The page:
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Self-exiled opposition leader Sam Rainsy speaks in July at the European Parliament, where he called for stricter action from the EU to ensure legitimate elections in 2017 and 2018. Photo supplied
Self-exiled opposition leader Sam Rainsy speaks in July at the European Parliament, where he called for stricter action from the EU to ensure legitimate elections in 2017 and 2018. Photo supplied

Int’l pressure ‘key to pardon’

Self-exiled opposition leader Sam Rainsy told a British television show he hopes the international community will pressure Prime Minister Hun Sen to grant him a royal pardon, while allowing he was “considering” coming back to Cambodia even without a deal.

Speaking on an episode of BBC’s HardTalk broadcast yesterday evening, the Cambodia National Rescue Party president largely balked at questions about returning to Cambodia from France, where he fled last year to avoid arrest in a case widely considered politically motivated.

Pushed by host Sarah Montague, Rainsy said he wanted the international community to pressure the prime minister, a strategy Montague repeatedly called into question, at one time asking “what are they going to do?”

“When Hun Sen feels the pressure of the international community, because Cambodia depends on international assistance, then he will accept and he will push the King to pardon me,” Rainsy said. “But without political will, there will be no pardon from the King. I expect a political resolution thanks to the pressure of the international community.”

Hun Sen has previously said he would “cut off his arm” before granting Rainsy a pardon like the one that allowed him to come back in time for the 2013 elections. Via email yesterday, Rainsy said he wanted the international community to “reverse [Hun Sen’s] authoritarian drift”, calling into question his government’s legitimacy.

He suggested measures targeting individual leaders with “name and shame” tactics, visa bans and asset freezes, on top of economic sanctions.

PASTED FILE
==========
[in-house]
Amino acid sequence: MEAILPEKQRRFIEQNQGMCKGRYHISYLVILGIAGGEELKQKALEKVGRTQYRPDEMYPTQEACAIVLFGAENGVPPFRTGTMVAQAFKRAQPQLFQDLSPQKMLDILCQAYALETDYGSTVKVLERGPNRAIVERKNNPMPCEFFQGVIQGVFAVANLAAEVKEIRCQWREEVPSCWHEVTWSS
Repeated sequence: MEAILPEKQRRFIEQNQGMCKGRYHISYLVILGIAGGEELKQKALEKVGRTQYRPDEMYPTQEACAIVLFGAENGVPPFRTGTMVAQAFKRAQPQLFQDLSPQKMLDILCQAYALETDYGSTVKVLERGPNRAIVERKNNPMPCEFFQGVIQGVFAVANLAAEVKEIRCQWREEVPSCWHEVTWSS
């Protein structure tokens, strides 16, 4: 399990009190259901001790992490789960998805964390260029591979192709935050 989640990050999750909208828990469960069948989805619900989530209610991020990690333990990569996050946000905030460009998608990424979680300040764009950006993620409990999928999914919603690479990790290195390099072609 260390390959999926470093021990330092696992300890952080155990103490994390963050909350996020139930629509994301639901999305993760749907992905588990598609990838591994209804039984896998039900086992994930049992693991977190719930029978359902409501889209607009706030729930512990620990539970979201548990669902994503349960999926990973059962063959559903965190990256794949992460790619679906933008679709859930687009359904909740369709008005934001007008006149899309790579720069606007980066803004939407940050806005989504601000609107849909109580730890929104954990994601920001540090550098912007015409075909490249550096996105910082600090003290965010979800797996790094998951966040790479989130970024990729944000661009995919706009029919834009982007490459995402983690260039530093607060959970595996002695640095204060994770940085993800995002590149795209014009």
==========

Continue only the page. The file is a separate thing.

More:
However, addressing the General Assembly’s 71st session in New York on Saturday, Cambodian Foreign Minister Prak Sokhon defended the government, saying Cambodia was often “misunderstood”.

Describing Cambodia’s tumultuous recent history, he said the Paris peace accords – which laid the foundation for the Kingdom’s multi-party system – had created a “perfect model of democracy”.

“This does not take into account the fact that some other countries have a different approach,” he said, before accusing opposition politicians of committing “very serious crimes”.

Meanwhile, National Assembly secretary-general Leng Peng Long yesterday announced the parliament would convene for a plenary session early next month after the Pchum Ben holiday. During his interview, Sam Rainsy said the CNRP would still maintain its boycott of plenary sessions but would meet via the parliamentary committees.

Reached yesterday, CNRP lawmaker Ou Chanrath said the party had yet to decide whether or not to attend the session.

He added that CNRP chief whip Son Chhay’s vow last week to end the boycott in order to query senior ministers was Chhay’s “personal opinion”.

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